One of the most intriguing aspects about bass fishing is the vast array of techniques that can be employed to catch one. Perhaps that is one of the most attractive things about the sport in general, but figure how many ways there are to catch bass, then think about how many you actually use.
Why learn a new technique? Well, if you ever get into a situation where you need to catch a fish, whether it’s for fun or a tournament check, having an extra trick up your sleeve could be critical. Of all the effective methods out there, which one is the hardest to master? I’d be willing to bet that most anglers would agree that skipping a jig under docks or overhanging limbs might be the toughest.
It starts with the right rod, reel, line and jig combination, but getting some instruction from an accomplished dock skipper will put you on the path to catching good numbers of fish from those hard-to-reach areas.
There are a great number of anglers on the Bassmaster Elite Series tour who could provide insight on how to get good at skipping, but several I spoke with said Michigan native Mark Zona is about as good as they come.
It’s also worth noting Zona is not only a very accomplished co-host for Bassmaster TV and Bassmaster LIVE, he’s one of the few media guys who could pick up a fishing rod and have a career as an Elite Series pro. He’s an outstanding angler, no question about it.
“I grew up fishing the dock-studded lakes of Michigan — there are literally docks everywhere, which naturally hold a good numbers of bass,” the host of Zona’s Awesome Fishing Show said. “As I was a young tournament angler, I figured if I could effectively place a jig under as many docks as possible during an eight-hour tournament day, I would find a solid limit of bass. That’s when I learned how to skip a jig.”
He admits that learning the technique on a spinning outfit is likely the best way to reduce frustration, and really understanding how the lure reacts to the water’s surface before upgrading to a baitcaster. But once an angler figures out how to skip with baitcasting equipment, he’ll be able to call his shots and hit spots that are seemingly impossible to reach.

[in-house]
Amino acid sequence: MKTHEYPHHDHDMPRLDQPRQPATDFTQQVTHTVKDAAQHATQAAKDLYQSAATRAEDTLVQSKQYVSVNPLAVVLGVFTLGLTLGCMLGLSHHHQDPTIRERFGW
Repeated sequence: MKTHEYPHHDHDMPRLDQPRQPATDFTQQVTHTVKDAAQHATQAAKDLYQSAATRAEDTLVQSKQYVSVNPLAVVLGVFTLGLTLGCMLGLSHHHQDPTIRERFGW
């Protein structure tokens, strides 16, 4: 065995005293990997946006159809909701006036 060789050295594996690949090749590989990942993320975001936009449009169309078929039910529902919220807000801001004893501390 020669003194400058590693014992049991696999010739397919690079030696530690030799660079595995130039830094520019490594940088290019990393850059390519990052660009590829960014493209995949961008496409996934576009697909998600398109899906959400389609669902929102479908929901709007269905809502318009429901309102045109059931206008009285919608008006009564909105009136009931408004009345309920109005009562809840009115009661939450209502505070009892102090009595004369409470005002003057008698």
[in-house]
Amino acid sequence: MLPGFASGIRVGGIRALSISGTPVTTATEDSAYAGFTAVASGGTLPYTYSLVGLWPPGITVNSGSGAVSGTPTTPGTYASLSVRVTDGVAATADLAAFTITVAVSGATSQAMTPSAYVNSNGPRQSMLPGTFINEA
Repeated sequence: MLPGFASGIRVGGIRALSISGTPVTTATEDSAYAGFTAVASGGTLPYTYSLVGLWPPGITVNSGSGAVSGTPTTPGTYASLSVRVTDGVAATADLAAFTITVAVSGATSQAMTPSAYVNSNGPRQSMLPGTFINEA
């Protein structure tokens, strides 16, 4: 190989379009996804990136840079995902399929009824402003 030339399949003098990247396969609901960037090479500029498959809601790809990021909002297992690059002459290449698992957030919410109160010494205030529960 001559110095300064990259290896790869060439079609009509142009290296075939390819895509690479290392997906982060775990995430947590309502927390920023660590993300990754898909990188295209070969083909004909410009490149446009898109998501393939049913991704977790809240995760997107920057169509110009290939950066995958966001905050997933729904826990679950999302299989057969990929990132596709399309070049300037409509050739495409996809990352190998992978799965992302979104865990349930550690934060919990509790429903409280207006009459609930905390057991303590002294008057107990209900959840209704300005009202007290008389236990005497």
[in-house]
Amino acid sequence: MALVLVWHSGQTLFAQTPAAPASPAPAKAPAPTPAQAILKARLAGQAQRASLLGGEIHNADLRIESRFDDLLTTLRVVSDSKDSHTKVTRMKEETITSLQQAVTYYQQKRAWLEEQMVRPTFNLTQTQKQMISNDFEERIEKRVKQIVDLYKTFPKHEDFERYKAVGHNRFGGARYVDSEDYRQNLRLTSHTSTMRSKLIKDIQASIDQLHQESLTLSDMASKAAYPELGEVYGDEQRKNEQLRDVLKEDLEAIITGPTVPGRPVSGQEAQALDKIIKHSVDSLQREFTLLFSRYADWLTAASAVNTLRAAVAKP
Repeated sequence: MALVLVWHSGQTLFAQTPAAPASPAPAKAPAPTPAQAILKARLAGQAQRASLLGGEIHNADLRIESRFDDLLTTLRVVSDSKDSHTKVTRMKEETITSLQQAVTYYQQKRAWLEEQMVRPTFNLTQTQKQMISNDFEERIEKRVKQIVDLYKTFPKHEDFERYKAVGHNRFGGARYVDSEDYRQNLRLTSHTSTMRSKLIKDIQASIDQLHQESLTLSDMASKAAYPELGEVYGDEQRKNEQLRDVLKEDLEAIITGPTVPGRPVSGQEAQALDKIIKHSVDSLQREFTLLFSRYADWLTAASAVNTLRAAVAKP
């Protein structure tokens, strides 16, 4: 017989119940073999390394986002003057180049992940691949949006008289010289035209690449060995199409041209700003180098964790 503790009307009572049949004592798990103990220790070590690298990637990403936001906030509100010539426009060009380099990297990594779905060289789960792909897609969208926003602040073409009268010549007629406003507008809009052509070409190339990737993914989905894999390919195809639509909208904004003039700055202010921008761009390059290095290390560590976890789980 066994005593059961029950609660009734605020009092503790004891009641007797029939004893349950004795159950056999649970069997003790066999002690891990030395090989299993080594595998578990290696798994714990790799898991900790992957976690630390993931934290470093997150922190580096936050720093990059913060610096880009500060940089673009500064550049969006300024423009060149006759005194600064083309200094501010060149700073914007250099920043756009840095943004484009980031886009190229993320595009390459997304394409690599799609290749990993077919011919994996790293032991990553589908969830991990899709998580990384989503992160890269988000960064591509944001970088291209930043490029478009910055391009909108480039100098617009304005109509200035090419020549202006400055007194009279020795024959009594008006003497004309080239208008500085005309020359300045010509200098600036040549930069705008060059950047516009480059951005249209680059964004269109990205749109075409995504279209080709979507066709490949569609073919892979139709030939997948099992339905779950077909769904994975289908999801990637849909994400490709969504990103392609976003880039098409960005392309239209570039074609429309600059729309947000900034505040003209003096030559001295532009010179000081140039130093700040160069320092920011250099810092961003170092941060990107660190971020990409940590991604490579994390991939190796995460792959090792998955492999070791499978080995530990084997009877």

“I learned how to skip docks while wading, and that’s the exact same way I’ve taught my twin boys the technique, and they’ve become deadly accurate,” he continued. “The real beauty to skipping is it will work on any lake in the country. Docks provide the kind of structure that offers shelter for baitfish and predators alike — if docks are available, there are fish to be caught. Think about it this way: We’ve all heard that the longer you keep your bait in the strike zone, the better your chances are at catching fish. Well, a dock is a giant strike zone, skipping is the only way to get your presentation into the dark, unmolested corners of that man-made structure.”
The right rod, reel, line and jig combination is essential to learning and performing the skipping technique with as little frustration as possible. Zona prefers a 3/8- to 1/2-ounce Strike King Structure Jig trailered with a Rage Craw over any other combination.
“I really think that jig and trailer is one of the best skipping options out there,” he said. “The way the back of the head tapers to the nose and how the hook positions the trailer makes it easy to skip. A lot of anglers seem to think that a smaller, more finesse-type jig is important, but a 1/2-ouncer skips better and is much easier to control. Plus, a bass will eat a jig that size just as quickly — if not quicker — than a smaller jig.”
He also says that a No. 1 Trokar whacky-worm hook with 4- to 5-inch whacky-rigged stick bait is another solid skipping presentation. It skips easily, falls slowly and naturally comes with a very appealing retrieve. Bass will eat it.
Zona suggested learning to skip with a spinning combo. Here’s his rig of choice: the new 7-foot, 1-inch medium weight, extra-fast G. Loomis Jig & Worm rod (GLX 853S). The best reel to pair it up with is the new Shimano Stradic CI4+ in a C3000 size; the bigger spool holds a lot of line.